Report of 7 Uterine Rupture Cases After Laparoscopic Myomectomy: Update of the Literature

J Minim Invasive Gynecol. Nov-Dec 2012;19(6):762-7. doi: 10.1016/j.jmig.2012.07.003.


The objective of this article is to report 7 previously unpublished uterine rupture cases in pregnancy after laparoscopic myomectomy and to update the medical literature. All cases were reported to the Board of Endoscopic Gynecologic Surgery (Athens, Greece) from 1998 to 2011. Myomas were single in 85.7% of patients, subserosal or pedunculated in 85.7%, and ≤5 cm in 71.4%. Bipolar diathermy was the sole method used for hemostasis in 28.6%, and could be characterized as excessive in 85.7%. A 2-layer closure with stitches of the myometrium was performed in just 14.3% of cases. Mean (SD) time between surgery and pregnancy was 1.4 (0.5) years. Uterine rupture occurred at 34 weeks of gestation or later in 85.7%, and during labor in 14.3% of cases. All women survived. Fetal demise was reported in 1 twin pregnancy (both fetuses) with rupture at 24 weeks of gestation. Laparoscopic myomectomy should be performed by adequately trained and experienced surgeons. Excessive use of diathermy for hemostasis should be avoided, and multiple-layer suturing should always be used for repairing the myometrial defect in cases of intramural and subserosal myomas with deep intrusion.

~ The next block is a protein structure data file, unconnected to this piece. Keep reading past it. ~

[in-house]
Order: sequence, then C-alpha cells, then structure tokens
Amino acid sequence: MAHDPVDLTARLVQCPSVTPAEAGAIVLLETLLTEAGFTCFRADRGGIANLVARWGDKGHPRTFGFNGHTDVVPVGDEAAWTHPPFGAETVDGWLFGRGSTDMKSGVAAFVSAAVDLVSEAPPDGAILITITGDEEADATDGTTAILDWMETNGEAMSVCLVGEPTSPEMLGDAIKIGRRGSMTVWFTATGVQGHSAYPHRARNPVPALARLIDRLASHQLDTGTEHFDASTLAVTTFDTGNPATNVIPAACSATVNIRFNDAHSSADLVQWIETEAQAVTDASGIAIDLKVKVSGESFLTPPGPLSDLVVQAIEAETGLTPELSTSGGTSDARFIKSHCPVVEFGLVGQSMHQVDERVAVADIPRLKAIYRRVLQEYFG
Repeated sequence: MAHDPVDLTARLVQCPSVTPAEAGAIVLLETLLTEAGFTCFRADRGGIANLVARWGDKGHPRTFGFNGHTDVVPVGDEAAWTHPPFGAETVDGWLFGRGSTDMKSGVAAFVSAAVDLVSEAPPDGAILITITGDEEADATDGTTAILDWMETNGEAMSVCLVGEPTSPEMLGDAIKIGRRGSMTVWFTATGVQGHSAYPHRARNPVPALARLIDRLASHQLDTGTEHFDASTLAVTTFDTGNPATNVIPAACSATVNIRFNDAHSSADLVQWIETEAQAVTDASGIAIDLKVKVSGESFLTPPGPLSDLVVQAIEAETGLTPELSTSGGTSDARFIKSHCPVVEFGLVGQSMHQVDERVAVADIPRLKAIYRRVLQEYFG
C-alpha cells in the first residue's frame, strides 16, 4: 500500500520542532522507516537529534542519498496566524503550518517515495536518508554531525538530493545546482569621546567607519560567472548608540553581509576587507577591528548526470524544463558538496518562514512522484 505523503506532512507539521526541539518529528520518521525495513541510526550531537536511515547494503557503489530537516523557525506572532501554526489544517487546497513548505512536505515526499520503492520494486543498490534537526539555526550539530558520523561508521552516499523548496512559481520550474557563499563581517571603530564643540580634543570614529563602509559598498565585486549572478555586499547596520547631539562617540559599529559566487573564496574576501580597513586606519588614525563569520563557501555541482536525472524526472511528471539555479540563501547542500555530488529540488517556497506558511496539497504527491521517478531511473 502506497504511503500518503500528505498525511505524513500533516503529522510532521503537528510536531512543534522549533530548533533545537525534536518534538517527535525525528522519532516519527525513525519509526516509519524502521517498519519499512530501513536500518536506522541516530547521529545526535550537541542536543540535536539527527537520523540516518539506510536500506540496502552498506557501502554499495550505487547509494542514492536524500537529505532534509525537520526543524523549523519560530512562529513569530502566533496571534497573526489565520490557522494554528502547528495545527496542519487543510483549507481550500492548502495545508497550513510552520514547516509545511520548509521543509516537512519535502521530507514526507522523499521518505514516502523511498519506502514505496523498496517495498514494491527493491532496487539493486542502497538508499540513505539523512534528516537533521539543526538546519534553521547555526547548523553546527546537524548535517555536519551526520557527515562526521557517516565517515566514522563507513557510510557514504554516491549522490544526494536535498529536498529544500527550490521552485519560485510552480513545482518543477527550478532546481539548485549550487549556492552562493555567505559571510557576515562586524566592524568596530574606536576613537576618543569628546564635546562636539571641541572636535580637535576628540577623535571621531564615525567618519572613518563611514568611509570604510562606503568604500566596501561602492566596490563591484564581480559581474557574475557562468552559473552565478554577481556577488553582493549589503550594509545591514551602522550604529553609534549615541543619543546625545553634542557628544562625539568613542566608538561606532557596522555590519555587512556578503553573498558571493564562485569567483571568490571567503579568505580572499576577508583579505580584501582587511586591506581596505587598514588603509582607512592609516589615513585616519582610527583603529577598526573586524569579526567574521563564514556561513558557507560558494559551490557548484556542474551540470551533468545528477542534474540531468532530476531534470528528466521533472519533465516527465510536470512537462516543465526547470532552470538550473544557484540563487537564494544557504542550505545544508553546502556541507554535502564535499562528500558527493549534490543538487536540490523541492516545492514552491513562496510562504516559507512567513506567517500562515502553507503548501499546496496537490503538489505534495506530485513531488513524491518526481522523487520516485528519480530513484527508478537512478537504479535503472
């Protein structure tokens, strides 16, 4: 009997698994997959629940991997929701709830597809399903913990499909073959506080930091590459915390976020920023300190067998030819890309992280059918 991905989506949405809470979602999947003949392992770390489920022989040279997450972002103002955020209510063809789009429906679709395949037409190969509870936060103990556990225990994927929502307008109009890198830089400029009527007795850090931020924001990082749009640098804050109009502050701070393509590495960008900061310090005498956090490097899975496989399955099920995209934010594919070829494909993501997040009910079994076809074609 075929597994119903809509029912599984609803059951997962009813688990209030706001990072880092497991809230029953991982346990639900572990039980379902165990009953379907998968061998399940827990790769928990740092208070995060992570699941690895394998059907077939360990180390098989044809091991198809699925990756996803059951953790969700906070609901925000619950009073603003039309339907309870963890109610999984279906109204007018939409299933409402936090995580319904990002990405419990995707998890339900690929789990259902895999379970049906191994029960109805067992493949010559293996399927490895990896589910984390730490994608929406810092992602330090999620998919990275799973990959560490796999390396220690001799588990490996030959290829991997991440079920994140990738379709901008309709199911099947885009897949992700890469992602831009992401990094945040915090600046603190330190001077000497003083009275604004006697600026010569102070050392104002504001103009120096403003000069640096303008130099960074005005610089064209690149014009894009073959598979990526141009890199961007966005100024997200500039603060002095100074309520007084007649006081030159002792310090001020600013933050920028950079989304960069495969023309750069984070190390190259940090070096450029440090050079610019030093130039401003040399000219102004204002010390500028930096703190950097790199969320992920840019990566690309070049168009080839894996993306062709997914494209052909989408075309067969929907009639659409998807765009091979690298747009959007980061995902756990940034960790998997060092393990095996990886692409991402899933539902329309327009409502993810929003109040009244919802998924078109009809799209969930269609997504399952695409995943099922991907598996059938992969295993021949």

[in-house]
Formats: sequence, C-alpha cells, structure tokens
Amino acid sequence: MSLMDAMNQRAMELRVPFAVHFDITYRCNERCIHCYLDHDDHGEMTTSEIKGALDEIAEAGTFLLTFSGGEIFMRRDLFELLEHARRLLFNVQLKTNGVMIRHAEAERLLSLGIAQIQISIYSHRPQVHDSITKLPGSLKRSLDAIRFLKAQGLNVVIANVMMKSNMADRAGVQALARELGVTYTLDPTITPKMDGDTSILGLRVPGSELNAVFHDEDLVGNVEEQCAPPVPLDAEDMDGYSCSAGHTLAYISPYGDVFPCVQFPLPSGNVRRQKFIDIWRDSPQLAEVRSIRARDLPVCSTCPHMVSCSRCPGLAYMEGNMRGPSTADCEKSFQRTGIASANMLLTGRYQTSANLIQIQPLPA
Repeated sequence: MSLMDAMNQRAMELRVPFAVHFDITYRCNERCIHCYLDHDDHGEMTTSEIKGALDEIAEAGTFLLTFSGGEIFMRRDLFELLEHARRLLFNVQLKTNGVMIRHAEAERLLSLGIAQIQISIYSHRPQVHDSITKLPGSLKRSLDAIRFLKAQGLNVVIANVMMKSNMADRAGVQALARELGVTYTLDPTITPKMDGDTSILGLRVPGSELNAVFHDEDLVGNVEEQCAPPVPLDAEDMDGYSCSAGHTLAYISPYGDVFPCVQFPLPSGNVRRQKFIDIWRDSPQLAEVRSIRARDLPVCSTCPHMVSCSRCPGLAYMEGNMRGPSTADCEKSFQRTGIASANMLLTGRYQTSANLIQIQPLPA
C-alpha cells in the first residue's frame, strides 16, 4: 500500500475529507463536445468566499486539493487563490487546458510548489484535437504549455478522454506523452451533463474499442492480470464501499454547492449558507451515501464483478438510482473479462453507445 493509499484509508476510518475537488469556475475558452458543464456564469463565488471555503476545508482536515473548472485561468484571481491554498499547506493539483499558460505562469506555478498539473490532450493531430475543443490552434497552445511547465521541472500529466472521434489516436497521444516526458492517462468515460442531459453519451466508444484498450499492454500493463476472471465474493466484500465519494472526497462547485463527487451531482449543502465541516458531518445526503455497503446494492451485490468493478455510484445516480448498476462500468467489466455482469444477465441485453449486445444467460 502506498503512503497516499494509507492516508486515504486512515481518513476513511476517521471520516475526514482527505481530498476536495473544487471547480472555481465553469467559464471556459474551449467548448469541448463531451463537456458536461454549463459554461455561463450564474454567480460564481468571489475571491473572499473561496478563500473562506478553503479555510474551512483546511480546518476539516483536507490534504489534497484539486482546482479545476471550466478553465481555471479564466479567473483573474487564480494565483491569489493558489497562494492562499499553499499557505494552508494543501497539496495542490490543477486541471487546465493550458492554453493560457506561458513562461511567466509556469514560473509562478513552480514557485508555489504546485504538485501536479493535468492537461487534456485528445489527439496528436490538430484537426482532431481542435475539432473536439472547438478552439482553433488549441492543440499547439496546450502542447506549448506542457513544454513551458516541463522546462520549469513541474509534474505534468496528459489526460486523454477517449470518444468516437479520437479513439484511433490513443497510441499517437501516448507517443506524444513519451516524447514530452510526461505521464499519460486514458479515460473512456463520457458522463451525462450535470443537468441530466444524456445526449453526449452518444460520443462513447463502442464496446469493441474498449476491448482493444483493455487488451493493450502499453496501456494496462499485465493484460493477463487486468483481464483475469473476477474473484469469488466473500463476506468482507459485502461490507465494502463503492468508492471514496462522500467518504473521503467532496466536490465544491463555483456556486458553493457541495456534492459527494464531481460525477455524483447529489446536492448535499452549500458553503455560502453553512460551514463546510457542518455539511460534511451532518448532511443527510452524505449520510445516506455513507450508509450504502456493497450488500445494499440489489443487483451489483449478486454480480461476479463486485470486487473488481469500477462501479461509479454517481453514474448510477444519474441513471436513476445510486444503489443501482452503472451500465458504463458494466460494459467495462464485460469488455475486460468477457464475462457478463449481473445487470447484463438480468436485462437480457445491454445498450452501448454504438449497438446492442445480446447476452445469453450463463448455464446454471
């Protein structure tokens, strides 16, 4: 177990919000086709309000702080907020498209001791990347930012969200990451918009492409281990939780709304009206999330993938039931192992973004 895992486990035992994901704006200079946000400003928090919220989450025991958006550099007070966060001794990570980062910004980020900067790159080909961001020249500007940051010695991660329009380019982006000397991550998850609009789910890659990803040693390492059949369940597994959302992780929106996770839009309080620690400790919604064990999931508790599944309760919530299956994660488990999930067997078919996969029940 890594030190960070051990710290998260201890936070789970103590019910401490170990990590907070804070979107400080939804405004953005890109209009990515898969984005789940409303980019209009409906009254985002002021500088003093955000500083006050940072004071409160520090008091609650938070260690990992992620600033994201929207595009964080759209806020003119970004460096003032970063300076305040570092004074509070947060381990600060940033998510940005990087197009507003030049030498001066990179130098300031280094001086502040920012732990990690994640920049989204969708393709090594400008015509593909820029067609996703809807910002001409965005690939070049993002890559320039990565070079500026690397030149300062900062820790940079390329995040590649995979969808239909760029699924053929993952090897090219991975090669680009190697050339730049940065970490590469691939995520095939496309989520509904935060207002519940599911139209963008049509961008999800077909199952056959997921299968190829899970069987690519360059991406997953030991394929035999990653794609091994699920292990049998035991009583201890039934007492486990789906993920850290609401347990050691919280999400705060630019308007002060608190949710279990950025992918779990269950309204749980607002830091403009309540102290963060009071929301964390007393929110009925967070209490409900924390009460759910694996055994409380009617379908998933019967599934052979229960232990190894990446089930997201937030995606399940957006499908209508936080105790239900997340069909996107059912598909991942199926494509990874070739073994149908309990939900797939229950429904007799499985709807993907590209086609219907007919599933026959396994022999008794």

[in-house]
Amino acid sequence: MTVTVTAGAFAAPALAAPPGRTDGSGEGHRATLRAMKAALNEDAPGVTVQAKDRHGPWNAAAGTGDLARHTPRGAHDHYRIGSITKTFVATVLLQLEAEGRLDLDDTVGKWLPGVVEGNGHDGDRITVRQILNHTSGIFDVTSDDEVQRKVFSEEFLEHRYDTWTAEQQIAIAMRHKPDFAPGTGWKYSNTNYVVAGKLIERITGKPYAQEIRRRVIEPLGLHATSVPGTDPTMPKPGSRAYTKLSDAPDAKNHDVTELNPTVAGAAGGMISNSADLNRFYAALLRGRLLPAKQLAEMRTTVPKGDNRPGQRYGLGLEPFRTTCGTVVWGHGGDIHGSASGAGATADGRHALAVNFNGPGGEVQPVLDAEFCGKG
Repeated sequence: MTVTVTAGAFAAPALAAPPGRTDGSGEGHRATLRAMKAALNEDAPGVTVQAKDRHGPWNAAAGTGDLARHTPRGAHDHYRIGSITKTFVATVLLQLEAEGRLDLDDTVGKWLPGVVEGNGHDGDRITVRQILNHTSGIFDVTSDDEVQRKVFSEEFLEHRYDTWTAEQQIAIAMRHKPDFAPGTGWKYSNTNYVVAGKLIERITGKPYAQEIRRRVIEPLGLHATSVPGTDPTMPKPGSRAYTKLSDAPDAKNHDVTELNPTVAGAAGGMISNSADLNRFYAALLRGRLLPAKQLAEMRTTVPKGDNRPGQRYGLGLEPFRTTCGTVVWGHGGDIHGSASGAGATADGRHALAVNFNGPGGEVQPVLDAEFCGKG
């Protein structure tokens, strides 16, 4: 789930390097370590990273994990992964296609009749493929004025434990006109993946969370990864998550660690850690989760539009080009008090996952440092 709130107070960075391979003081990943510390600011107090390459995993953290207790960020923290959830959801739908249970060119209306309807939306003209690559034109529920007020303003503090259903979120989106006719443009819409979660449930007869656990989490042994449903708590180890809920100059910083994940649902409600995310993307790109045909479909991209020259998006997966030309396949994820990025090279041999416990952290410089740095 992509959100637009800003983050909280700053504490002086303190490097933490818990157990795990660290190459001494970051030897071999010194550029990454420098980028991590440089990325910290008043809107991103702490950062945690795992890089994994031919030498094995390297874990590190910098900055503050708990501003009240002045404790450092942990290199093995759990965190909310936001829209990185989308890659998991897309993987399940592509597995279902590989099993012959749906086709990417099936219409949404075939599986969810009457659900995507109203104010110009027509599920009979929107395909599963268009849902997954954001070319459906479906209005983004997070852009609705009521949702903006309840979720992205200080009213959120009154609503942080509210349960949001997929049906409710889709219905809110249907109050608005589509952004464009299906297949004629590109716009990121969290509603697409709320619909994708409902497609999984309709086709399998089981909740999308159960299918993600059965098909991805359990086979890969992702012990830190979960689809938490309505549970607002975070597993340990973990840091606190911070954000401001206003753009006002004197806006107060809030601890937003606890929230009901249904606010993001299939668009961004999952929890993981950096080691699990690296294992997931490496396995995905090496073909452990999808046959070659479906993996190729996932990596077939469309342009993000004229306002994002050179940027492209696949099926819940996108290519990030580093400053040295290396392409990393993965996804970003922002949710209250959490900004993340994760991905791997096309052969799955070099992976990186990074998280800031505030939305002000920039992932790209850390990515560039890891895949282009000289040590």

Publication types

  • Review

MeSH terms

  • Adult
  • Electrocoagulation / adverse effects*
  • Female
  • Humans
  • Labor, Obstetric
  • Laparoscopy / adverse effects*
  • Leiomyoma / surgery*
  • Pregnancy
  • Pregnancy Complications, Neoplastic / surgery*
  • Pregnancy Trimester, Second
  • Pregnancy Trimester, Third
  • Suture Techniques / adverse effects
  • Uterine Neoplasms / surgery*
  • Uterine Rupture / etiology*